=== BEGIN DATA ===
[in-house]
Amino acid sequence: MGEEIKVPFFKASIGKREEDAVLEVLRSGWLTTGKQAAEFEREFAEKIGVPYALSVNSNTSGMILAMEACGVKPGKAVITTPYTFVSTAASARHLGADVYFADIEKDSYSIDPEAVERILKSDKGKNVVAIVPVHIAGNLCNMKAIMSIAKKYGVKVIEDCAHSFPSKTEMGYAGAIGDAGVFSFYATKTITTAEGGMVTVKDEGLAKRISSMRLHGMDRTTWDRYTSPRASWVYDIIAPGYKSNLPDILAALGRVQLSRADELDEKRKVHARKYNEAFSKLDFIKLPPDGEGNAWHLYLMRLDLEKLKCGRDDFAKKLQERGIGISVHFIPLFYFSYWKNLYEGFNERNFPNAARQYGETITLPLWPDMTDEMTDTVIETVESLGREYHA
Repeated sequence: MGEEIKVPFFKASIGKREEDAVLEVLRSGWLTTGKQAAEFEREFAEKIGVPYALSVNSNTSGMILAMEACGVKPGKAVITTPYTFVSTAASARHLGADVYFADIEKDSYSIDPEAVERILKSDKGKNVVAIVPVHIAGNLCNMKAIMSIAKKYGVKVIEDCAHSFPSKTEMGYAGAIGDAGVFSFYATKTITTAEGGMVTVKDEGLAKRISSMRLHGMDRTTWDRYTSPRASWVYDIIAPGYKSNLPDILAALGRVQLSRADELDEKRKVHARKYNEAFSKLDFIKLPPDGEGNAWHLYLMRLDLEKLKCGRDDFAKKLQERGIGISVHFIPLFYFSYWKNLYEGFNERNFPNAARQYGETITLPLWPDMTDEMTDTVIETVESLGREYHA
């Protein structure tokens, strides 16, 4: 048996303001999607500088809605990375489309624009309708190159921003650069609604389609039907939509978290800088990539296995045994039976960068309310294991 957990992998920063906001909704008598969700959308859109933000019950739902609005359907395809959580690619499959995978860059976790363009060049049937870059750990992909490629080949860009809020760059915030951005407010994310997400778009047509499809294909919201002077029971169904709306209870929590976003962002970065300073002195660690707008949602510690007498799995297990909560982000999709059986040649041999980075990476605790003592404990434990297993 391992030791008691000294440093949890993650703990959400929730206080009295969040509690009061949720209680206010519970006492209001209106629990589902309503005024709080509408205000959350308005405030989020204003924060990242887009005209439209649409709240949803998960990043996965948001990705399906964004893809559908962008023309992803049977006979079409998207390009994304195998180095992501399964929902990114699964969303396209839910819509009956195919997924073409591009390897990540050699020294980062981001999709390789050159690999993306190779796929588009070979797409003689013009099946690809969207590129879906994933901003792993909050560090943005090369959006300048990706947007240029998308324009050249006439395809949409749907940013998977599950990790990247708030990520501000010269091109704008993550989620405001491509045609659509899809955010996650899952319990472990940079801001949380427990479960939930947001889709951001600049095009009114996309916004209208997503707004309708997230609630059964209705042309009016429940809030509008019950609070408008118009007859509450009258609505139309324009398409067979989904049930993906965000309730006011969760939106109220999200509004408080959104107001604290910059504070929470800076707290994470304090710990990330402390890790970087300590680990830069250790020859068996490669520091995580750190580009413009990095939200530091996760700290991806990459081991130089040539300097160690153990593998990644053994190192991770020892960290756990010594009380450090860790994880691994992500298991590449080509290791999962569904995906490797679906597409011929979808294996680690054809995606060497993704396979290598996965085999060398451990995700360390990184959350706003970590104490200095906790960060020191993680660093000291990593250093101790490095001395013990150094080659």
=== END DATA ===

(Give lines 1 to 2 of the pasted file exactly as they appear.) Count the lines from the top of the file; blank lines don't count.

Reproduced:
[in-house]
Amino acid sequence: MGEEIKVPFFKASIGKREEDAVLEVLRSGWLTTGKQAAEFEREFAEKIGVPYALSVNSNTSGMILAMEACGVKPGKAVITTPYTFVSTAASARHLGADVYFADIEKDSYSIDPEAVERILKSDKGKNVVAIVPVHIAGNLCNMKAIMSIAKKYGVKVIEDCAHSFPSKTEMGYAGAIGDAGVFSFYATKTITTAEGGMVTVKDEGLAKRISSMRLHGMDRTTWDRYTSPRASWVYDIIAPGYKSNLPDILAALGRVQLSRADELDEKRKVHARKYNEAFSKLDFIKLPPDGEGNAWHLYLMRLDLEKLKCGRDDFAKKLQERGIGISVHFIPLFYFSYWKNLYEGFNERNFPNAARQYGETITLPLWPDMTDEMTDTVIETVESLGREYHA